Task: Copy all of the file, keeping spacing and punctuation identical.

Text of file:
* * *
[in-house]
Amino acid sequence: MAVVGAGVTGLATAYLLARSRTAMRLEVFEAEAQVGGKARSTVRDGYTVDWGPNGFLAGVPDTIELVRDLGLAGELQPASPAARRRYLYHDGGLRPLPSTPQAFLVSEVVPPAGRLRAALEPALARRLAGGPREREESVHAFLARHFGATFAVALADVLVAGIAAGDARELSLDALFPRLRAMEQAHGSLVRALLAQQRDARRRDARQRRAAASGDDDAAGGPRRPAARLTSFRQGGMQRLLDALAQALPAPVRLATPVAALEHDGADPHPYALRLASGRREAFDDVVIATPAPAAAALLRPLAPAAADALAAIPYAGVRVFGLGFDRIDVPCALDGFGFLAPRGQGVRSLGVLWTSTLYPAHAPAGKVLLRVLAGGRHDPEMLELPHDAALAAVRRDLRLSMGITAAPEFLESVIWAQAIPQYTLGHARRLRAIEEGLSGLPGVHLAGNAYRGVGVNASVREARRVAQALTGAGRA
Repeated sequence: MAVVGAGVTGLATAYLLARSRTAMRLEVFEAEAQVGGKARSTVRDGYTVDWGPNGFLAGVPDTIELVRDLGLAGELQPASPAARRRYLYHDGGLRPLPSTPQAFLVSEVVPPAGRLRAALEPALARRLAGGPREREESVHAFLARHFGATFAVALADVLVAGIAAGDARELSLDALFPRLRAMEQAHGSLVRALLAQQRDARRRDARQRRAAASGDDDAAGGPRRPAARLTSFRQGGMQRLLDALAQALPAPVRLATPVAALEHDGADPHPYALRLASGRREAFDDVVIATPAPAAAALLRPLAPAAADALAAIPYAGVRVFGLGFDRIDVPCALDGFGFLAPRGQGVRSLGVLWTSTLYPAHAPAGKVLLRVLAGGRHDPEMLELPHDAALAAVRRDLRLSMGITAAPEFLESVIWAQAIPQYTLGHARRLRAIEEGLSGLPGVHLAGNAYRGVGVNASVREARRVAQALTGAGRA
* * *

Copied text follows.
[in-house]
Amino acid sequence: MAVVGAGVTGLATAYLLARSRTAMRLEVFEAEAQVGGKARSTVRDGYTVDWGPNGFLAGVPDTIELVRDLGLAGELQPASPAARRRYLYHDGGLRPLPSTPQAFLVSEVVPPAGRLRAALEPALARRLAGGPREREESVHAFLARHFGATFAVALADVLVAGIAAGDARELSLDALFPRLRAMEQAHGSLVRALLAQQRDARRRDARQRRAAASGDDDAAGGPRRPAARLTSFRQGGMQRLLDALAQALPAPVRLATPVAALEHDGADPHPYALRLASGRREAFDDVVIATPAPAAAALLRPLAPAAADALAAIPYAGVRVFGLGFDRIDVPCALDGFGFLAPRGQGVRSLGVLWTSTLYPAHAPAGKVLLRVLAGGRHDPEMLELPHDAALAAVRRDLRLSMGITAAPEFLESVIWAQAIPQYTLGHARRLRAIEEGLSGLPGVHLAGNAYRGVGVNASVREARRVAQALTGAGRA
Repeated sequence: MAVVGAGVTGLATAYLLARSRTAMRLEVFEAEAQVGGKARSTVRDGYTVDWGPNGFLAGVPDTIELVRDLGLAGELQPASPAARRRYLYHDGGLRPLPSTPQAFLVSEVVPPAGRLRAALEPALARRLAGGPREREESVHAFLARHFGATFAVALADVLVAGIAAGDARELSLDALFPRLRAMEQAHGSLVRALLAQQRDARRRDARQRRAAASGDDDAAGGPRRPAARLTSFRQGGMQRLLDALAQALPAPVRLATPVAALEHDGADPHPYALRLASGRREAFDDVVIATPAPAAAALLRPLAPAAADALAAIPYAGVRVFGLGFDRIDVPCALDGFGFLAPRGQGVRSLGVLWTSTLYPAHAPAGKVLLRVLAGGRHDPEMLELPHDAALAAVRRDLRLSMGITAAPEFLESVIWAQAIPQYTLGHARRLRAIEEGLSGLPGVHLAGNAYRGVGVNASVREARRVAQALTGAGRA